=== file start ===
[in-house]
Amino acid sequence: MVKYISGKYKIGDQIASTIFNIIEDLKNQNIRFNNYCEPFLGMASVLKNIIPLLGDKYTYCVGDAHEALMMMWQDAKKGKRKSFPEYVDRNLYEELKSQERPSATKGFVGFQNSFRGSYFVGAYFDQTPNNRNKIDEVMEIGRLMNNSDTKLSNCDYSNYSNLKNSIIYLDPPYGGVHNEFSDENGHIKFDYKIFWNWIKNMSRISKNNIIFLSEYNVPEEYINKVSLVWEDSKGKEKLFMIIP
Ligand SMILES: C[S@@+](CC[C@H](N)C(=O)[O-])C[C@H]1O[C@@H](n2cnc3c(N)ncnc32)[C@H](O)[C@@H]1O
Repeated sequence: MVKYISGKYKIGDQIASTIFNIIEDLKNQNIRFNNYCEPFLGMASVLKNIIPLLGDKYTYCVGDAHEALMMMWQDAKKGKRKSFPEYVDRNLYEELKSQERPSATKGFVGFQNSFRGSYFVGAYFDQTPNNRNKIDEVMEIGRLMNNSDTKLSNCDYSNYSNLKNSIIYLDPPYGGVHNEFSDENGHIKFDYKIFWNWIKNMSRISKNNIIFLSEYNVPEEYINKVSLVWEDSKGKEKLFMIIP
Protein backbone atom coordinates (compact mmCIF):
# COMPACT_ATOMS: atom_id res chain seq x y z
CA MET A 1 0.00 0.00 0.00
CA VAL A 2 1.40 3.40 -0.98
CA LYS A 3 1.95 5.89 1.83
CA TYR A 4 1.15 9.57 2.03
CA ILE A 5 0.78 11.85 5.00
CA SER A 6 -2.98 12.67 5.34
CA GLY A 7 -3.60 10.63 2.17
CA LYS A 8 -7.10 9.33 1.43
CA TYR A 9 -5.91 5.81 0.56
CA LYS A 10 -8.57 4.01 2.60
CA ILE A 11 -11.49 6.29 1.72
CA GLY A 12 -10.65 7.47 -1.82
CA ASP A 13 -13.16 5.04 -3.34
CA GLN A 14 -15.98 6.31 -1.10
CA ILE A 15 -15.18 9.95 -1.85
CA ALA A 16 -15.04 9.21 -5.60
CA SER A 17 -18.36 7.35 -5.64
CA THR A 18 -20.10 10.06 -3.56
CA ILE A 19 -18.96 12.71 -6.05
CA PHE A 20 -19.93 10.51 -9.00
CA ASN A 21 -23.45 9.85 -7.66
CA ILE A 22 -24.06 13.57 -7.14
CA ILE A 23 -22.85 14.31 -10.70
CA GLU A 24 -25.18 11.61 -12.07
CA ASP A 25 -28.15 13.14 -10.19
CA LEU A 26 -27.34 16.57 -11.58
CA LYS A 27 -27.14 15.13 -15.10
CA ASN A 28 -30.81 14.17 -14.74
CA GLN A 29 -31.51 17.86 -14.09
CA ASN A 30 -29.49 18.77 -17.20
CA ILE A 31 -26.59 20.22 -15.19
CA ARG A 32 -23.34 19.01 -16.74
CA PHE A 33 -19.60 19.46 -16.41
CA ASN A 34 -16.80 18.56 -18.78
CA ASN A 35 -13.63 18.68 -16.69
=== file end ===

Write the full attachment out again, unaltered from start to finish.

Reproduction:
[in-house]
Amino acid sequence: MVKYISGKYKIGDQIASTIFNIIEDLKNQNIRFNNYCEPFLGMASVLKNIIPLLGDKYTYCVGDAHEALMMMWQDAKKGKRKSFPEYVDRNLYEELKSQERPSATKGFVGFQNSFRGSYFVGAYFDQTPNNRNKIDEVMEIGRLMNNSDTKLSNCDYSNYSNLKNSIIYLDPPYGGVHNEFSDENGHIKFDYKIFWNWIKNMSRISKNNIIFLSEYNVPEEYINKVSLVWEDSKGKEKLFMIIP
Ligand SMILES: C[S@@+](CC[C@H](N)C(=O)[O-])C[C@H]1O[C@@H](n2cnc3c(N)ncnc32)[C@H](O)[C@@H]1O
Repeated sequence: MVKYISGKYKIGDQIASTIFNIIEDLKNQNIRFNNYCEPFLGMASVLKNIIPLLGDKYTYCVGDAHEALMMMWQDAKKGKRKSFPEYVDRNLYEELKSQERPSATKGFVGFQNSFRGSYFVGAYFDQTPNNRNKIDEVMEIGRLMNNSDTKLSNCDYSNYSNLKNSIIYLDPPYGGVHNEFSDENGHIKFDYKIFWNWIKNMSRISKNNIIFLSEYNVPEEYINKVSLVWEDSKGKEKLFMIIP
Protein backbone atom coordinates (compact mmCIF):
# COMPACT_ATOMS: atom_id res chain seq x y z
CA MET A 1 0.00 0.00 0.00
CA VAL A 2 1.40 3.40 -0.98
CA LYS A 3 1.95 5.89 1.83
CA TYR A 4 1.15 9.57 2.03
CA ILE A 5 0.78 11.85 5.00
CA SER A 6 -2.98 12.67 5.34
CA GLY A 7 -3.60 10.63 2.17
CA LYS A 8 -7.10 9.33 1.43
CA TYR A 9 -5.91 5.81 0.56
CA LYS A 10 -8.57 4.01 2.60
CA ILE A 11 -11.49 6.29 1.72
CA GLY A 12 -10.65 7.47 -1.82
CA ASP A 13 -13.16 5.04 -3.34
CA GLN A 14 -15.98 6.31 -1.10
CA ILE A 15 -15.18 9.95 -1.85
CA ALA A 16 -15.04 9.21 -5.60
CA SER A 17 -18.36 7.35 -5.64
CA THR A 18 -20.10 10.06 -3.56
CA ILE A 19 -18.96 12.71 -6.05
CA PHE A 20 -19.93 10.51 -9.00
CA ASN A 21 -23.45 9.85 -7.66
CA ILE A 22 -24.06 13.57 -7.14
CA ILE A 23 -22.85 14.31 -10.70
CA GLU A 24 -25.18 11.61 -12.07
CA ASP A 25 -28.15 13.14 -10.19
CA LEU A 26 -27.34 16.57 -11.58
CA LYS A 27 -27.14 15.13 -15.10
CA ASN A 28 -30.81 14.17 -14.74
CA GLN A 29 -31.51 17.86 -14.09
CA ASN A 30 -29.49 18.77 -17.20
CA ILE A 31 -26.59 20.22 -15.19
CA ARG A 32 -23.34 19.01 -16.74
CA PHE A 33 -19.60 19.46 -16.41
CA ASN A 34 -16.80 18.56 -18.78
CA ASN A 35 -13.63 18.68 -16.69